Metis artist Tracey-Mae Chambers
Past meets past meets present
By Ardith Racey
Art installations are typically designed to change our perception of space or place, but the summer installation at the Glanmore National Historic Site was an attempt to reconcile the pre-Colonial past with the Victorian past and with the present.
Metis artist Tracey-Mae Chambers’ yarn-art installation, part of a national project titled Hope and Healing Canada was “an effort to recalibrate our collective histories and stories,” says Danielle McMahon-Jones, Exhibit Developer Coordinator at Glanmore House. She viewed the project as a “perfect way for a national historic site to be part of a cultural shift that asks us to think about what happened before Glanmore was built.”
She says, “the museum world is collectively trying to shift its interpretation of history to address decolonization and reconciliation because there’s so much history that’s invisible; so much history that’s before the house.”
In June, Chambers created the installation on the veranda at Glanmore during National Indigenous History month to create conversations and respond to the discoveries of the remains of Indigenous children buried at Residential Schools.
To date, she has completed 104 similar installations at various ‘museums, galleries, universities, public spaces and former Residential Schools’ all across Canada. When McMahon-Jones was contacted by Chambers, she and Jennifer Lyons, Manager of Museum Services, were delighted to house the exhibit because they “loved the message she was bringing.” Reactions from the public have been “overwhelmingly positive” because it has “an impact on so many levels,” says McMahon-Jones.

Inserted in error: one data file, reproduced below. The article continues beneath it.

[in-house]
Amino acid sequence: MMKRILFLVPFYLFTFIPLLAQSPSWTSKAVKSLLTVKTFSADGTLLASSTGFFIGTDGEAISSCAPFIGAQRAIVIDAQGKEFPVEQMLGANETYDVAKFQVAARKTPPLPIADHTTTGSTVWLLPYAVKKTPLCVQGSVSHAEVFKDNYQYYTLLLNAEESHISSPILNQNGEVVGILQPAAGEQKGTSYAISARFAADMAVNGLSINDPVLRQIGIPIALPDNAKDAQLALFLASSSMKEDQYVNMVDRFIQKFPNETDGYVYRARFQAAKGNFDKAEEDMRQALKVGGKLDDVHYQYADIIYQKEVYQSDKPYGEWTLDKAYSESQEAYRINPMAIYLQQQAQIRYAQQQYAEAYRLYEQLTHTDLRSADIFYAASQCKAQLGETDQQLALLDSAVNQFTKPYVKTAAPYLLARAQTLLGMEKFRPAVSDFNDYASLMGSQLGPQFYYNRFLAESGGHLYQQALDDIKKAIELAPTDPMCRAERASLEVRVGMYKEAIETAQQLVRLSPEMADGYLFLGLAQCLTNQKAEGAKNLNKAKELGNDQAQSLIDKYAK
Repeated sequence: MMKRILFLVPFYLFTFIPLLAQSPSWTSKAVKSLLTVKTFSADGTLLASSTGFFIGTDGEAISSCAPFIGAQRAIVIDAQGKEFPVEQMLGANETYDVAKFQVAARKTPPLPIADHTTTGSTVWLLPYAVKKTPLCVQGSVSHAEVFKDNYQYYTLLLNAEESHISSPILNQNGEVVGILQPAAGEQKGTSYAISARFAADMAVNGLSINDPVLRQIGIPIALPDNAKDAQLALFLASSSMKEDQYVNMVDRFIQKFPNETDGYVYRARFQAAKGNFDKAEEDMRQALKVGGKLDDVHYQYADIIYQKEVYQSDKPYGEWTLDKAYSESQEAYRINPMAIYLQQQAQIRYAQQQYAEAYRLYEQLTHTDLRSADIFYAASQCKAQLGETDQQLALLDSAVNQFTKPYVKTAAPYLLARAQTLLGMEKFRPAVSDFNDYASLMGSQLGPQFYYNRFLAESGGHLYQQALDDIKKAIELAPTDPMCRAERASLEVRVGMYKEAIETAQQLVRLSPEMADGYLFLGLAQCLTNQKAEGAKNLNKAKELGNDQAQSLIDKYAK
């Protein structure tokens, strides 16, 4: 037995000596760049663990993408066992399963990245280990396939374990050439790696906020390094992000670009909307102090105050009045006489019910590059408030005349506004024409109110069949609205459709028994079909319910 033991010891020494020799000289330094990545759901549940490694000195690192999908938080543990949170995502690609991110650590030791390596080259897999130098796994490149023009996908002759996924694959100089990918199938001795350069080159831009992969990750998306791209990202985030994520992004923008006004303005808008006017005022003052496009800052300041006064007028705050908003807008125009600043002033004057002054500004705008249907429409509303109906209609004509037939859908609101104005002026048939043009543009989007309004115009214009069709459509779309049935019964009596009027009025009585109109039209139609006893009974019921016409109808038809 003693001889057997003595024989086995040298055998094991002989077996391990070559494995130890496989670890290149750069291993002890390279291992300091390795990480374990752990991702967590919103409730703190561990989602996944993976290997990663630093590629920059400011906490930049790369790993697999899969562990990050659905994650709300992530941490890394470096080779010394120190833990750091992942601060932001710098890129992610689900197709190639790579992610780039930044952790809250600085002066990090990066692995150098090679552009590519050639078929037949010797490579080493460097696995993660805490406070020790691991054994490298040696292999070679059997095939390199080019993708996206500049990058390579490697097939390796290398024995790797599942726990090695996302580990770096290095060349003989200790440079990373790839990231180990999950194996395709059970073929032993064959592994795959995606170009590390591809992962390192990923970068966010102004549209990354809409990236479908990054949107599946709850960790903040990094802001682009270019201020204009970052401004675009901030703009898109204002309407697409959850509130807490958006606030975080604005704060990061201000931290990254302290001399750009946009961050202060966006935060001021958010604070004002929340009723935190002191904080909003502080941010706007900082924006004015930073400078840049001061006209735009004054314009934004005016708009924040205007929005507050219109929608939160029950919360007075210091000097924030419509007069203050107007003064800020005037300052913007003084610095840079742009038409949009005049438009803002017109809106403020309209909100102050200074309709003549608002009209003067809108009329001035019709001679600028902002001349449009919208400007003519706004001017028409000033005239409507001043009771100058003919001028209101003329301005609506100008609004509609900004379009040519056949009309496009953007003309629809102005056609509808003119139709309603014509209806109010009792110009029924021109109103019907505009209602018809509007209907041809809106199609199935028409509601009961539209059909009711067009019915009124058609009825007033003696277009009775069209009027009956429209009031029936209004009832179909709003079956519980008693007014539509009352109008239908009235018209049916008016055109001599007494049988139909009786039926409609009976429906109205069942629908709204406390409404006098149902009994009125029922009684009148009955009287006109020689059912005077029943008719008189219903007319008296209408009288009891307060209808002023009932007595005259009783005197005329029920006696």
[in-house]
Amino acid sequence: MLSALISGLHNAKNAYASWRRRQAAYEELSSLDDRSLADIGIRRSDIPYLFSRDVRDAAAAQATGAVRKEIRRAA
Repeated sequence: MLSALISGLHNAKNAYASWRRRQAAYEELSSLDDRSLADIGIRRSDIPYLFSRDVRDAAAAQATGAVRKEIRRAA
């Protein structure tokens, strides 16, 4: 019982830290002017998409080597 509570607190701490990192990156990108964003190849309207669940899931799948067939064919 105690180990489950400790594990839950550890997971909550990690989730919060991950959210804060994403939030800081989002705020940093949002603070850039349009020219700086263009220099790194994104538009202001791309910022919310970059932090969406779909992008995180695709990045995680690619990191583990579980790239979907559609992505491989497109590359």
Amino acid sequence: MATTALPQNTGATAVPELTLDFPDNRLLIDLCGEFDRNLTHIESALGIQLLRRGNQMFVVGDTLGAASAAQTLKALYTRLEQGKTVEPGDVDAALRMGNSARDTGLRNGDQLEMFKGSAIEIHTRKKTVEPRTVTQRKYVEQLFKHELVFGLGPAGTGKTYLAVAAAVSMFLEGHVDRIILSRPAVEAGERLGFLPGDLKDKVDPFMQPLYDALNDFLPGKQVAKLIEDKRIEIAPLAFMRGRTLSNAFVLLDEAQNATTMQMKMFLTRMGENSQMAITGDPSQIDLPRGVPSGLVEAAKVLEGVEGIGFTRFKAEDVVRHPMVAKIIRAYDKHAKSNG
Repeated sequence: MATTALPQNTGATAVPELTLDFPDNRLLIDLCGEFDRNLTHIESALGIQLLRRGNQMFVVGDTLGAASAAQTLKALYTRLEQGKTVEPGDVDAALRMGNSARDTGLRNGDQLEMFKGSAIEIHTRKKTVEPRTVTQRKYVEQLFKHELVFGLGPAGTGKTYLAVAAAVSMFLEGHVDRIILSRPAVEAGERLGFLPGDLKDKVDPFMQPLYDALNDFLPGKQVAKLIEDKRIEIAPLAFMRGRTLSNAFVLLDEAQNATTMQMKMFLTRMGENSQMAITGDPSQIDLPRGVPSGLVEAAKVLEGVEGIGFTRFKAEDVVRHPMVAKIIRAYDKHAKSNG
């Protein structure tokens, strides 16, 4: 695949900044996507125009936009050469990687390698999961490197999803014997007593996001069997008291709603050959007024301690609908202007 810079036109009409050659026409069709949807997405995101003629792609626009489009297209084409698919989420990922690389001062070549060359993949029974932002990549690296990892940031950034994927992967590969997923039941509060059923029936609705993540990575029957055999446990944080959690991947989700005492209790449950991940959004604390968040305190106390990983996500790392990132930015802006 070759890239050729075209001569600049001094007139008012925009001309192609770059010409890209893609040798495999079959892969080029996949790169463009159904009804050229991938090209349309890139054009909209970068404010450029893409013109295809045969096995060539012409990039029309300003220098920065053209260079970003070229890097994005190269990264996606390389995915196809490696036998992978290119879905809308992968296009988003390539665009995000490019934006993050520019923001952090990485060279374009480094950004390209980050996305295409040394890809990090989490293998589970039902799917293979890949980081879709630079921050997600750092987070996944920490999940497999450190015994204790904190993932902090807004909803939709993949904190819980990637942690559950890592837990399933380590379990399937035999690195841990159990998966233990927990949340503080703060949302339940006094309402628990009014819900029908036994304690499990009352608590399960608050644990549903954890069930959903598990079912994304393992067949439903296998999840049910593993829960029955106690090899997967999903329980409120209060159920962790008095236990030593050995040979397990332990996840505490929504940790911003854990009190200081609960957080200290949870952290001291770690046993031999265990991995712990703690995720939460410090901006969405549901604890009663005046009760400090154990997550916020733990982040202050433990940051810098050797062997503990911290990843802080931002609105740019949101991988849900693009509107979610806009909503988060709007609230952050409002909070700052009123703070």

No doubt this is because the piece, as art, works on so many levels. Together with the blood and teardrop symbolism, the dreamcatcher motif further emphasizes Indigenous history, and the webbing mimics the natural world of spiders. “Everything is intersected,” says McMahon-Jones, “so the piece is symbolic of what Chambers is trying to say about how we can heal through art, and the need to shift our interpretation of our collective histories.”
Chambers describes the piece as “being kind of like the porch because it’s looking into the window into the house from an Indigenous lens.” The window as a lens perspective allows viewers to see inside the house, which celebrates an opulent Victorian past, to ‘look’ through an Indigenous lens and into the natural world.
This idea is echoed by McMahon-Jones’ thoughtful observation that it became home to spiders, dandelion fluff, and leaves. “It weathered several severe storms. The nature of museums is to start with the house, with settler stories, but there’s a larger story that reverberates–that’s invisible because there aren’t objects in the house to tell that story, which is the story of decolonization,” says McMahon-Jones.
McMahon-Jones would love to have Chambers do another installation and is also open to other artists, travelling exhibits, local artists, and partnerships with the community. “‘Hope and Healing Canada’ was just such a great message and a priority for Glanmore,” she states enthusiastically.
The installation leaves an enduring message that resonates on many levels, marrying peoples, past traditions, and the environment through a powerful collaboration that addresses a bigger picture about our collective past and present.